Now let’s bring it back to the dance floor on Saturday night. Picture this song playing and teachers walking around with flashlights saying, “Stop getting low” while the song (titled, “Get Low”) is instructing them to “get low.” Then “the clean version” says this:
    Drop dat body ya shake it fast ya
    Pop dat ass to the left and the right ya
    Now back, back, back it up (repeat 4x)
    Now stop (O) den wiggle wit ya (repeat 4 x)
I probably don’t have to tell you what the girls did when the lyrics encouraged them to “back it up” and “den wiggle with ya.”

This is just one song. The whole night was filled with chaperones saying, “Don’t do that.” “Do what?” “Don’t do what the song and video being projected on the wall are telling you to do!”

One kid was kicked out for drinking that night. But they played songs like these:
    “Like a G6,” Far East Movement
    …Ladies love my style, at my table getting’ wild
    Get them bottles poppin’, we get that drip and that drop
    Now give me 2 more bottles cuz you know it don’t stop
    Hell yeaa
    Drink it up, drink-drink it up…

    “Tick Tock,” Kesha
    …Before I leave, brush my teeth with a bottle of Jack
    Cause when I leave for the night, I ain’t coming back…
    …Pulling up to the parties
    Trying to get a little bit tipsy…
“But don’t drink, kids!”

How clueless are we? Or more accurately, “How naïve do we think our kids are?”

For those who are curious, the following is but a handful of some of the other “clean” versions that were played that night:

  • “I Got a Feeling”

  • “Dynamite”

  • “Salt Shaker”

  • “Teach Me How to Dougie”

  • “Carry Out”

  • “In Da Club”

  • “Check It Out”

  • “OMG”

I told Lori when I walked into the gym, “I’m not kicking anyone out tonight. I’m just here to observe.” Maybe that was irresponsible of me, but I had a hunch. I really wanted to see if these teachers were going to kick anyone out for “grinding” each other.

I didn’t see a single person kicked out.

I saw teachers take wristbands, I saw them ask boys to put their shirts back on, I saw them ask girls to pull the bottoms of their dresses down to cover up their underwear…but no kids were removed.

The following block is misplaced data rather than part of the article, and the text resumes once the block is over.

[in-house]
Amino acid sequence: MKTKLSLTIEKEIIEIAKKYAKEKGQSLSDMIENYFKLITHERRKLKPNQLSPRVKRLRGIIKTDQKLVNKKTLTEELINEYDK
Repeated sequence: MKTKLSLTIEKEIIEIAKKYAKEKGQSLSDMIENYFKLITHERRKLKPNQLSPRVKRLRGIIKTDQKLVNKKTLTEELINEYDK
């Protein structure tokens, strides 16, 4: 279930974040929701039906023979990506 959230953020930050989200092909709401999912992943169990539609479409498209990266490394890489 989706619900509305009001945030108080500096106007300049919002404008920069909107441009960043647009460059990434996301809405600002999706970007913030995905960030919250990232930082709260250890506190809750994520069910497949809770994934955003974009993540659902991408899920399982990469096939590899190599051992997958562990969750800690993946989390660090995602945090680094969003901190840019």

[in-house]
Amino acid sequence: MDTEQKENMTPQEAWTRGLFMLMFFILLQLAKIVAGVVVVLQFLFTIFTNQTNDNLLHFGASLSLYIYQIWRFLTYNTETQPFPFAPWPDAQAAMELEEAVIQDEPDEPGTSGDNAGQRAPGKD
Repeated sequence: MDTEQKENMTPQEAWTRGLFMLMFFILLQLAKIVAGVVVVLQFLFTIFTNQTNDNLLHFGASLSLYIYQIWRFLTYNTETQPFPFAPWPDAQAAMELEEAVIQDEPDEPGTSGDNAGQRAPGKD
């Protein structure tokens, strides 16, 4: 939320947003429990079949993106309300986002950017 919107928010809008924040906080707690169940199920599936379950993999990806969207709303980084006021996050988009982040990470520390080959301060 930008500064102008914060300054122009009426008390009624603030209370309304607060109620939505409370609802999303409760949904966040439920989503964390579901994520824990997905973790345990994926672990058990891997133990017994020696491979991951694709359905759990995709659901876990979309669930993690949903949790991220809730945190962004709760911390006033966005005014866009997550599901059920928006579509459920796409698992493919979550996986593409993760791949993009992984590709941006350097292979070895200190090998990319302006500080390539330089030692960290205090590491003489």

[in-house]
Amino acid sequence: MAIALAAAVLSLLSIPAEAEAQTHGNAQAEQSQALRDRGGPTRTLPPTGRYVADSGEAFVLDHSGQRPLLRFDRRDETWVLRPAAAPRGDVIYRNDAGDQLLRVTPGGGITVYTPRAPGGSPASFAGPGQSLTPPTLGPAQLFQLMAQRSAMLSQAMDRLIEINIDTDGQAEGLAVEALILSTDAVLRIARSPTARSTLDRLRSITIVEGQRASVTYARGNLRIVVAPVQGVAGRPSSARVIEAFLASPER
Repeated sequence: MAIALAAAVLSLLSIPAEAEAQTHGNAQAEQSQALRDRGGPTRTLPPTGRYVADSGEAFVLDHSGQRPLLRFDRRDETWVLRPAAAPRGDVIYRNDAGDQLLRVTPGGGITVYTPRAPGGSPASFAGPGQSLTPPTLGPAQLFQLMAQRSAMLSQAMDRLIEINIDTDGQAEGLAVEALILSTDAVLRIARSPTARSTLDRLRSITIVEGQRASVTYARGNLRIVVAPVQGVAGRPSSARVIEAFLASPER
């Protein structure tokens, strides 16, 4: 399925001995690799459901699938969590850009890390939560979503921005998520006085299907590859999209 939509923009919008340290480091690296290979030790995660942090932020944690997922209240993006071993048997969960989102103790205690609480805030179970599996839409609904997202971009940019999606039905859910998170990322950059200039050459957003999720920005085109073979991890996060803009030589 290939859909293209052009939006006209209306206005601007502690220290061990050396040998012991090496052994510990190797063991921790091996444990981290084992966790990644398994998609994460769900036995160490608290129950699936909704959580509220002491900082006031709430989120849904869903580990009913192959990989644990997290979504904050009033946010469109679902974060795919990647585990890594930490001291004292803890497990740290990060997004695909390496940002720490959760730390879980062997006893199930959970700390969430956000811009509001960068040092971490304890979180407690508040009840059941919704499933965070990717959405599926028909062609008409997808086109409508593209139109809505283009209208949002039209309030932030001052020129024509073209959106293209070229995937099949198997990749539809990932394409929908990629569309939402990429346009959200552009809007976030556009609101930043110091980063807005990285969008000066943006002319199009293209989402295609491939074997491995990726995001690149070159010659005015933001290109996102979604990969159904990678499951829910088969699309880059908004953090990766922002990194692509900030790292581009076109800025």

Let me be clear: I don’t blame the teachers. I believe they felt as though their hands were tied. They literally would’ve had to send home the majority of the crowd.

Who is going to take that initiative?

So the dance went on. The girls kept “backing it up” and the guys kept “grinding.”

When Lori and I came home from the dance, she walked into our bedroom and just paused for a moment. Setting her purse down, she turned to me. “I’ve never seen so many trampy girls in all my life!”

Can We Blame Them?
It’s an interesting time we live in. I can’t really blame many of these teenagers. No, I’m not trying to defend them in any way, but our culture has taught them that this kind of behavior is okay. Adults produce this music and shoot the videos. Parents allow their kids to watch it, listen to it, and they even pony up the cash so their kids can buy it.

“But please don’t do what the lyrics are telling you to do.”

This kind of dancing is the norm in every music video. Celebrities model it. We even give awards to the adults who pimp this content to our kids. A few months ago I was watching the Regis and Kelly Show, when Kelly Ripa threw up her arms and began dancing like that with rapper Ludacris.

Our young girls are only copying what they see practiced by adult “role models” in every video and on every channel.

Some of the world was shocked when Miley Cyrus was caught dancing like this with movie director Adam Shankman (which, if you’re curious about what this kind of dancing looks like, in that candid video, Miley dances exactly like every girl at the school dance I chaperoned). Then Miley’s father, Billy Ray, responds with, “It’s what people her age do.”

Sadly, he has his facts straight (even though his response is far from it).

A Parents Response
So how are parents supposed to react to this? Should we respond like Billy Ray—“It’s what people her age do”?

Here’s a few thoughts:

  1. Start with your own kid. What would your kids do at their school dance? What have they been taught and modeled? Do they listen to all this music and watch these videos? (which would answer the previous question about what’s been modeled for them)

    If you don’t know the answers to these questions, there’s only one way to find out. No, the answer isn’t, over-reacting and probing them for answers. The answer is, a relationship. How can we know what our kids are up to if we don’t even know them? This all starts with building relationships with them, having conversations, asking questions, and listening. The more we connect with our kids and listen to them, the more they’ll share. If you have a relationship with your kids, ask them their opinion about this kind of music, those videos, and that type of dancing. Do they think it’s wrong? Have they ever been taught otherwise? Which brings up another thought…

  2. Get into the Word. How can they know to “flee sexual immorality” unless someone has told them? How do they know what’s appropriate to download unless someone has had that conversation with them?